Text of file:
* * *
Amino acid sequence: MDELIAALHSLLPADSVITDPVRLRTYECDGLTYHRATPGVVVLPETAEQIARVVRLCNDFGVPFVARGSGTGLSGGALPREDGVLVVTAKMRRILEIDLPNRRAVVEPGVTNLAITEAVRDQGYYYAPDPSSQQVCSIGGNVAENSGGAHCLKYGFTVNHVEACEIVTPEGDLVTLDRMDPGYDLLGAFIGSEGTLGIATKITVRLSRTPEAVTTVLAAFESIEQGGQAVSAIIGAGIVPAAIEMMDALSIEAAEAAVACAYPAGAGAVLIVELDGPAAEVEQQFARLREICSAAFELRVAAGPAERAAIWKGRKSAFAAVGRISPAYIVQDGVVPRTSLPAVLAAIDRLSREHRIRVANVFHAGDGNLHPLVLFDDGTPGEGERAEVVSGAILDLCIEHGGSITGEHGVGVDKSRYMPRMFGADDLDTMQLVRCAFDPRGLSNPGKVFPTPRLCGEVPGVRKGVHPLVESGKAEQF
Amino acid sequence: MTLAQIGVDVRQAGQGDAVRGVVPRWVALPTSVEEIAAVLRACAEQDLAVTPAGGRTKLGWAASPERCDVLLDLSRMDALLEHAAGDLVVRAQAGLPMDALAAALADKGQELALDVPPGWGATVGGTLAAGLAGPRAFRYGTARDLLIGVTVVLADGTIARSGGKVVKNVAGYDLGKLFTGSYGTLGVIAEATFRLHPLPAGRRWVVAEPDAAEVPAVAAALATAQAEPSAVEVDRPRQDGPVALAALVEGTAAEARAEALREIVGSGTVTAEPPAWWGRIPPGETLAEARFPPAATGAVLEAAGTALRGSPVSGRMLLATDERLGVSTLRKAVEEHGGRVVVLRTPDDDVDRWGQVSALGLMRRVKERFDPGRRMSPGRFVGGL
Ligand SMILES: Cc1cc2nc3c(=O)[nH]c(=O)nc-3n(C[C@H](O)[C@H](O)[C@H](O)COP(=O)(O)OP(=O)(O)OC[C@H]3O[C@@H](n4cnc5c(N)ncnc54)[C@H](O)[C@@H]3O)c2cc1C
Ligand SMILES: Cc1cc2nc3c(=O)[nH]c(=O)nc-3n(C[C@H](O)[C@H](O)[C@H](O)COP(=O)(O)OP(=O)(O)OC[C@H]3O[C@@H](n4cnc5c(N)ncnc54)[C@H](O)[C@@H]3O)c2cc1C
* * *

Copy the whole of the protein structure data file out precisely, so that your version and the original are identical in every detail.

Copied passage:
Amino acid sequence: MDELIAALHSLLPADSVITDPVRLRTYECDGLTYHRATPGVVVLPETAEQIARVVRLCNDFGVPFVARGSGTGLSGGALPREDGVLVVTAKMRRILEIDLPNRRAVVEPGVTNLAITEAVRDQGYYYAPDPSSQQVCSIGGNVAENSGGAHCLKYGFTVNHVEACEIVTPEGDLVTLDRMDPGYDLLGAFIGSEGTLGIATKITVRLSRTPEAVTTVLAAFESIEQGGQAVSAIIGAGIVPAAIEMMDALSIEAAEAAVACAYPAGAGAVLIVELDGPAAEVEQQFARLREICSAAFELRVAAGPAERAAIWKGRKSAFAAVGRISPAYIVQDGVVPRTSLPAVLAAIDRLSREHRIRVANVFHAGDGNLHPLVLFDDGTPGEGERAEVVSGAILDLCIEHGGSITGEHGVGVDKSRYMPRMFGADDLDTMQLVRCAFDPRGLSNPGKVFPTPRLCGEVPGVRKGVHPLVESGKAEQF
Amino acid sequence: MTLAQIGVDVRQAGQGDAVRGVVPRWVALPTSVEEIAAVLRACAEQDLAVTPAGGRTKLGWAASPERCDVLLDLSRMDALLEHAAGDLVVRAQAGLPMDALAAALADKGQELALDVPPGWGATVGGTLAAGLAGPRAFRYGTARDLLIGVTVVLADGTIARSGGKVVKNVAGYDLGKLFTGSYGTLGVIAEATFRLHPLPAGRRWVVAEPDAAEVPAVAAALATAQAEPSAVEVDRPRQDGPVALAALVEGTAAEARAEALREIVGSGTVTAEPPAWWGRIPPGETLAEARFPPAATGAVLEAAGTALRGSPVSGRMLLATDERLGVSTLRKAVEEHGGRVVVLRTPDDDVDRWGQVSALGLMRRVKERFDPGRRMSPGRFVGGL
Ligand SMILES: Cc1cc2nc3c(=O)[nH]c(=O)nc-3n(C[C@H](O)[C@H](O)[C@H](O)COP(=O)(O)OP(=O)(O)OC[C@H]3O[C@@H](n4cnc5c(N)ncnc54)[C@H](O)[C@@H]3O)c2cc1C
Ligand SMILES: Cc1cc2nc3c(=O)[nH]c(=O)nc-3n(C[C@H](O)[C@H](O)[C@H](O)COP(=O)(O)OP(=O)(O)OC[C@H]3O[C@@H](n4cnc5c(N)ncnc54)[C@H](O)[C@@H]3O)c2cc1C